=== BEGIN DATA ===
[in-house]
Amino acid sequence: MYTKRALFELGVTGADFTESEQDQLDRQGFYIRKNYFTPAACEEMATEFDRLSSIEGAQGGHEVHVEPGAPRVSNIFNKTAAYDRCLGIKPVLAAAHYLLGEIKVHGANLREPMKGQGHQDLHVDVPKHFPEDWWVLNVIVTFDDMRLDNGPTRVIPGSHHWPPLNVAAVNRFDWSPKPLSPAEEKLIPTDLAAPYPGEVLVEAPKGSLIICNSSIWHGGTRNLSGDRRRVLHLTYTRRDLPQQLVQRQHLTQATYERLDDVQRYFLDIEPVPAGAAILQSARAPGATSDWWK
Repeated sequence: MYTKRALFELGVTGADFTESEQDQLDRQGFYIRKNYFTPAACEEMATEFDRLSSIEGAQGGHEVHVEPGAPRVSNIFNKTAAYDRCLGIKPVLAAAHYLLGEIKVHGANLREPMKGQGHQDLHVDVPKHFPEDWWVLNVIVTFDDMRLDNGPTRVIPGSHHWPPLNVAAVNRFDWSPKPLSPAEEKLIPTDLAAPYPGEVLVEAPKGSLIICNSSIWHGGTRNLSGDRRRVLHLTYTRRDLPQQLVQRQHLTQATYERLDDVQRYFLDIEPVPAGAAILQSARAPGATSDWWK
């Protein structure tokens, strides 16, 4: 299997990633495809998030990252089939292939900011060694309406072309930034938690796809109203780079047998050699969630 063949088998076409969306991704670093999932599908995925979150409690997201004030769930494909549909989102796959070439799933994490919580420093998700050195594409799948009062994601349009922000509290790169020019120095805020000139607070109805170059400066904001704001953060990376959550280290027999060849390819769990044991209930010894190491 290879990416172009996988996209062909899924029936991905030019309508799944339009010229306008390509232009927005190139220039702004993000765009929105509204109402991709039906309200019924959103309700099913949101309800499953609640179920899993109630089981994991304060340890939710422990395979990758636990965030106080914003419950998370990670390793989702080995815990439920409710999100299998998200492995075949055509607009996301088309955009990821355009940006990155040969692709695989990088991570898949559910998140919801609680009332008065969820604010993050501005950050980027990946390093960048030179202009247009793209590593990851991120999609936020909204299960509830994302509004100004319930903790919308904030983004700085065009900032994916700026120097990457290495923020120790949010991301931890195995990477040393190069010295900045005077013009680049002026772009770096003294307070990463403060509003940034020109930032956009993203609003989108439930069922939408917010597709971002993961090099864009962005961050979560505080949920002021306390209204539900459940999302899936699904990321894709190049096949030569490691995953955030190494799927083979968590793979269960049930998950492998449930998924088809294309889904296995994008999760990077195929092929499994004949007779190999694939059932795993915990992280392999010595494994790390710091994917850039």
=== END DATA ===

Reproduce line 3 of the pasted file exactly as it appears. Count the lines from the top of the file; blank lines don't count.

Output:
Repeated sequence: MYTKRALFELGVTGADFTESEQDQLDRQGFYIRKNYFTPAACEEMATEFDRLSSIEGAQGGHEVHVEPGAPRVSNIFNKTAAYDRCLGIKPVLAAAHYLLGEIKVHGANLREPMKGQGHQDLHVDVPKHFPEDWWVLNVIVTFDDMRLDNGPTRVIPGSHHWPPLNVAAVNRFDWSPKPLSPAEEKLIPTDLAAPYPGEVLVEAPKGSLIICNSSIWHGGTRNLSGDRRRVLHLTYTRRDLPQQLVQRQHLTQATYERLDDVQRYFLDIEPVPAGAAILQSARAPGATSDWWK